If you are planning on entering the world of property development, it is essential you have the necessary capital to get your project off the ground. Your available capital will be used to secure funding against purchasing land or property - but how much you have available can heavily impact your ability to develop.
In this article, we look at how you can maximise your available equity and make the most of it since the more equity you have, the more deals you can do, and the quicker your business will grow.
What is equity, and how much do you need in property development?
Strictly speaking, equity is the value of an asset less any debt, such as loans or mortgages against it. However, in the property development world, equity is also the cash a developer puts into a project (usually towards the land purchase) to buy and develop it.
Alternatively, equity could be value created (less any debt) by a planning uplift via a successful planning application. Most developments would require a development finance loan to make up the difference between the borrower's equity and the total project costs.
The deposit requirements vary hugely, and lenders can require significant amounts ranging anywhere from 10-40% of the project's cost, including land, building, finance and professional fees. On a £10 million project, for example, 10% is £1 million, whereas 40% would be £4 million - a significantly different amount that may be much harder to secure.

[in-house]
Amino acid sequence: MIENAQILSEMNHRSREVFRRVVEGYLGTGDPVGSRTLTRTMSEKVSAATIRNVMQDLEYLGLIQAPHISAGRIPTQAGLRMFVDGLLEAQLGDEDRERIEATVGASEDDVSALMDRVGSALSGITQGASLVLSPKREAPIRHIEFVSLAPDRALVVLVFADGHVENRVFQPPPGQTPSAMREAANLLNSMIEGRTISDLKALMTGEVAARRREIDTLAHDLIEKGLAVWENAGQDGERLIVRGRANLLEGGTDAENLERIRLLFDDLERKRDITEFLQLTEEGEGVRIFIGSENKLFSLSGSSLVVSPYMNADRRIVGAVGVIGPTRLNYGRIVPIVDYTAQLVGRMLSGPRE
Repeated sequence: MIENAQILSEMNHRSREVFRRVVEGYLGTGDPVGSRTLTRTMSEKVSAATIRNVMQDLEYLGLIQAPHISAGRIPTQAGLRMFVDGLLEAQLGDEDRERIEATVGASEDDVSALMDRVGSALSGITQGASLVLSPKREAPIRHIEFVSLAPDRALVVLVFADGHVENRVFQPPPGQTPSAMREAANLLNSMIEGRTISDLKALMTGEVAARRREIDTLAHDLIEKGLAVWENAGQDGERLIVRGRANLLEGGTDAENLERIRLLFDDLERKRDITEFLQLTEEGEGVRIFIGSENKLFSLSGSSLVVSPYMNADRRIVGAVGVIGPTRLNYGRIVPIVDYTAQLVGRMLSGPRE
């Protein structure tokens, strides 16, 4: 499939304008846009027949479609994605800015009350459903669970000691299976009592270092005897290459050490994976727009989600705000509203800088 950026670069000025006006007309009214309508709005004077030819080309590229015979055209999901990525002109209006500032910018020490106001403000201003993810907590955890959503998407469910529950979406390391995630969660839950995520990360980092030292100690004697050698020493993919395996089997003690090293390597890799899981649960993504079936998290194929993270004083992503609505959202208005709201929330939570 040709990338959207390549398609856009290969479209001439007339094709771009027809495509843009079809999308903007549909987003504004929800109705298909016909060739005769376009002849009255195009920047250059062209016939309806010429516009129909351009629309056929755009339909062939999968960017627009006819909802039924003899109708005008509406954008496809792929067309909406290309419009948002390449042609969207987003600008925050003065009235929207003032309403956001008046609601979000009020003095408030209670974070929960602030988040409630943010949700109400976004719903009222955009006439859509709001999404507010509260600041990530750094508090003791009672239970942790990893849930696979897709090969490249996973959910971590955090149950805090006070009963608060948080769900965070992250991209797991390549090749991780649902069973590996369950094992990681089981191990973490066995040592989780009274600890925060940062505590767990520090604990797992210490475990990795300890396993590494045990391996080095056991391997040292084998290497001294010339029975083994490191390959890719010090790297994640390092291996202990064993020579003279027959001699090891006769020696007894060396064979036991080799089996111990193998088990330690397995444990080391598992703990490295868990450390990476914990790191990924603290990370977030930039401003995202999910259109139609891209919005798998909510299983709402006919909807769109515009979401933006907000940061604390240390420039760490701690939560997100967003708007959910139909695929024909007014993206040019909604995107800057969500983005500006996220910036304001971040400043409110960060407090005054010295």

Where can I get more equity and leverage it more efficiently?
Even if you have little to no capital, there are still ways to secure property development finance. Although not having a significant deposit can complicate issues, there are still ways to secure funding to get your development off the ground and minimise your equity requirements.
- Consider a Joint Venture
A single source of funding is usually a bad idea. Instead, you should seek investment from a diversified pool so that you have less risk. Sometimes you can source some of your funding from non-conventional means such as friends and family or your professional network. These are more investments than loans and are, nonetheless, a great way to reduce your own equity burdens. They do take a larger portion of the profit through a high equity percentage demand but they also do not require you to pay the money if it is lost in the deal. So for giving away more upside, you give yourself downside protection.
- Use a Second Charge
If you have an existing property portfolio, some lenders will provide a second charge loan on investment properties to use equity from your portfolio as security for a loan. They are flexible and typically quick to issue - making them a great alternative to re-mortgaging or spending too much of your liquid cash. You need to make sure your portfolio is not leveraged at more than 75%LTV already, as that is usually where they cap out. Anything under that, and you can raise the capital quite comfortably to use as your equity in other deals. In some cases, you do not even need to withdraw the capital; simply cross-collaterisation can provide you with the funds you need. Alternatively, you can use mezzanine funding which sits on top of the 1st charge lender, to provide more leverage and lower your equity burden.